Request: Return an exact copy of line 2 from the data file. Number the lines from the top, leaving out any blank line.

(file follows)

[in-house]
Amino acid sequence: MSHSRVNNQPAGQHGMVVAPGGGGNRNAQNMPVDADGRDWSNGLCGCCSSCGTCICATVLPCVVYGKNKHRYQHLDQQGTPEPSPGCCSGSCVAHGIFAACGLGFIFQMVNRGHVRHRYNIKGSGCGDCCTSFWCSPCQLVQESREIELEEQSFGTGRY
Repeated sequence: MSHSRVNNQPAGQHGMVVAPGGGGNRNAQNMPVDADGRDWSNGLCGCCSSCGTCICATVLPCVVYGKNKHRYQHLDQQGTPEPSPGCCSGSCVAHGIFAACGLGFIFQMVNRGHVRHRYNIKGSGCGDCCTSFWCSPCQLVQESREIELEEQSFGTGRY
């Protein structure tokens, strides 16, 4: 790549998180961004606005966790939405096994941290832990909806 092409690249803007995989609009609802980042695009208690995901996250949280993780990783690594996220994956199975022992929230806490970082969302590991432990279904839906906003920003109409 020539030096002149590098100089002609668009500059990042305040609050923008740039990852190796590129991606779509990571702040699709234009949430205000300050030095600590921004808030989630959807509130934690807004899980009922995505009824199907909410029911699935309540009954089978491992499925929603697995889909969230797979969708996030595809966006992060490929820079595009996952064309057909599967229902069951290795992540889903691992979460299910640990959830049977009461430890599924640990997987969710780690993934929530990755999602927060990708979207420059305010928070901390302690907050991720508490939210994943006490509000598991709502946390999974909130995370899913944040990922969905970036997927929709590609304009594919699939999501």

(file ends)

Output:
Amino acid sequence: MSHSRVNNQPAGQHGMVVAPGGGGNRNAQNMPVDADGRDWSNGLCGCCSSCGTCICATVLPCVVYGKNKHRYQHLDQQGTPEPSPGCCSGSCVAHGIFAACGLGFIFQMVNRGHVRHRYNIKGSGCGDCCTSFWCSPCQLVQESREIELEEQSFGTGRY